What you believe matters a great deal

Hiro Onada died in Tokyo on Jan. 16 of this year. You may not be familiar with his name, but many of you know his story. Onada was the last Japanese soldier to surrender after World War II. From 1944 to 1974 he hid out on a jungle island in the Philippines. All efforts to coax him out of hiding failed. He refused to believe the truth the war was over and Japan had lost. Because he believed wrongly, he behaved foolishly.

At the end of the Sermon on the Mount, Jesus gives three examples of right and wrong thinking that leads to either right or wrong behaving. The first involves choosing the narrow gate and path rather than the wide gate and path. The second involves choosing to be a good tree bearing good fruit rather than a bad tree bearing bad fruit. The third involves choosing to build your spiritual house on solid rock rather than on shifting sand.

What we believe always precedes how we behave. Each of us has choices to make regarding our spiritual well-being. Do we choose to merely believe in God and then go merrily on our way, pursuing material and hedonistic pleasures? Or, do we choose to really fall in love with Jesus and take discipleship seriously by forsaking much of what the world has to offer and live as a servant of God?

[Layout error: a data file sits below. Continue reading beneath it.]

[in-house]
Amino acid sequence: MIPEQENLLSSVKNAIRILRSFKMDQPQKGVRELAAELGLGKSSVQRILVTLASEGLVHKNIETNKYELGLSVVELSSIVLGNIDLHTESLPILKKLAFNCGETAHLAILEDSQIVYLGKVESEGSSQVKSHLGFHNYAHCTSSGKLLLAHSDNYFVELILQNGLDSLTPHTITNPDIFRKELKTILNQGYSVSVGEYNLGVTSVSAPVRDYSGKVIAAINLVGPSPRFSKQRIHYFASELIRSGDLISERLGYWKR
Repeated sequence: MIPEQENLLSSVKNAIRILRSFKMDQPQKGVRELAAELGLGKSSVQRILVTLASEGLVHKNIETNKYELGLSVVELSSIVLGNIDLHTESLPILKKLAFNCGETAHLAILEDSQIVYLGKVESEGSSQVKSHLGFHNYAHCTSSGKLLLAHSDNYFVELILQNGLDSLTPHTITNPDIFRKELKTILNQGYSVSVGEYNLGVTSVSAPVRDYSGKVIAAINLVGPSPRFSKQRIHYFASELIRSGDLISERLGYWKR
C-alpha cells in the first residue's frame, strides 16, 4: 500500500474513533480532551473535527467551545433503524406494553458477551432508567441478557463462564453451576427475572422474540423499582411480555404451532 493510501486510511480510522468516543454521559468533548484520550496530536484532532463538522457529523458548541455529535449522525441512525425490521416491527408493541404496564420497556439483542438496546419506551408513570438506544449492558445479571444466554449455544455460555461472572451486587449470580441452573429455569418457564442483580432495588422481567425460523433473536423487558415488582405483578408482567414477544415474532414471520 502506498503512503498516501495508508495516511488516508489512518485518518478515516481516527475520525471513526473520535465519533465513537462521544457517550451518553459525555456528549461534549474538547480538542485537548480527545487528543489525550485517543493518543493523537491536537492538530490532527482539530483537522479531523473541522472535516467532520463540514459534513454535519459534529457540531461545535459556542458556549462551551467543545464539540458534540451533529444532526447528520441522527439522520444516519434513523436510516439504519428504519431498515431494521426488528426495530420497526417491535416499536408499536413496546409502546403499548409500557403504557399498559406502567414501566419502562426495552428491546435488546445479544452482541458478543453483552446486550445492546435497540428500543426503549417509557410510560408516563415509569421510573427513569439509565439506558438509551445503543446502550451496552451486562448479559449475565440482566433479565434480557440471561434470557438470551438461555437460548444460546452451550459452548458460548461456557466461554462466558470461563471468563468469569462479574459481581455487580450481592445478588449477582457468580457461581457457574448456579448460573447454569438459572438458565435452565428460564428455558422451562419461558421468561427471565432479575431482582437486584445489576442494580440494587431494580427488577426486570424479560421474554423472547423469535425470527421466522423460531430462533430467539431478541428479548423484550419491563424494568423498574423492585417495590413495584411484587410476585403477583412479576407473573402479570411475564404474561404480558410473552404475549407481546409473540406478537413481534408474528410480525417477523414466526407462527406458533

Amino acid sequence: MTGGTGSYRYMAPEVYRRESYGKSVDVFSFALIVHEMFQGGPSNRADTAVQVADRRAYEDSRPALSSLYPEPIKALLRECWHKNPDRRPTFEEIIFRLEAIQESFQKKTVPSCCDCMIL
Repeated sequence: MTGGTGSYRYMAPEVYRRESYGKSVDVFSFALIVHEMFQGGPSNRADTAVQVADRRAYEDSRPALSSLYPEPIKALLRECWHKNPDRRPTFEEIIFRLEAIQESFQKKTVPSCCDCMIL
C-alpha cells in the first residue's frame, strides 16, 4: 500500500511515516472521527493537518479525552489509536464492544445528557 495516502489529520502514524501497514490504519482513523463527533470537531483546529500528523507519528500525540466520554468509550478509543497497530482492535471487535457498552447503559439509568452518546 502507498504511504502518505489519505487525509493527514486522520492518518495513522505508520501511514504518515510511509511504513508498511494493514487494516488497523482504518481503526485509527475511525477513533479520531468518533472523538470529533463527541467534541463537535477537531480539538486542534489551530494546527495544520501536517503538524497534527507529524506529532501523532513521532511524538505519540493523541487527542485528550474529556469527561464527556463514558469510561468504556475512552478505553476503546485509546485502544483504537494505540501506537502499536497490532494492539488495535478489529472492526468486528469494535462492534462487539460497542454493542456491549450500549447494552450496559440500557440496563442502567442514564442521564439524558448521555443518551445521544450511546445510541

In the parable of the two gates and the two paths, the gate and the path are but two segments of the same way. Jesus admonishes us to choose the narrow gate and the narrow path. The narrow gate is rejected by all who refuse to believe that faith in Jesus is the only way to eternal life. Then there is the path the narrow path is rejected by all who refuse to take discipleship seriously. The sacrifice necessary to be a devoted disciple is too much for them to bear.

They believe they can have a life of pursuing luxury and pleasure while ignoring the Bible’s commands to live humbly, to give generously, and to forsake sinful pleasures like sexual immorality and the use of mind-altering substances.

To think so is to think like Onada. He believed a lie that led him to trade 30 years of living among family and friends in Japan for 30 years of fear and scrounging around in the jungle.

To believe wrongly about Jesus and discipleship will lead you to trade a meaningful life of service to the Lord for a life scrounging around in the rat race of the world. If you believe correctly, you will behave correctly, and it matters a great deal.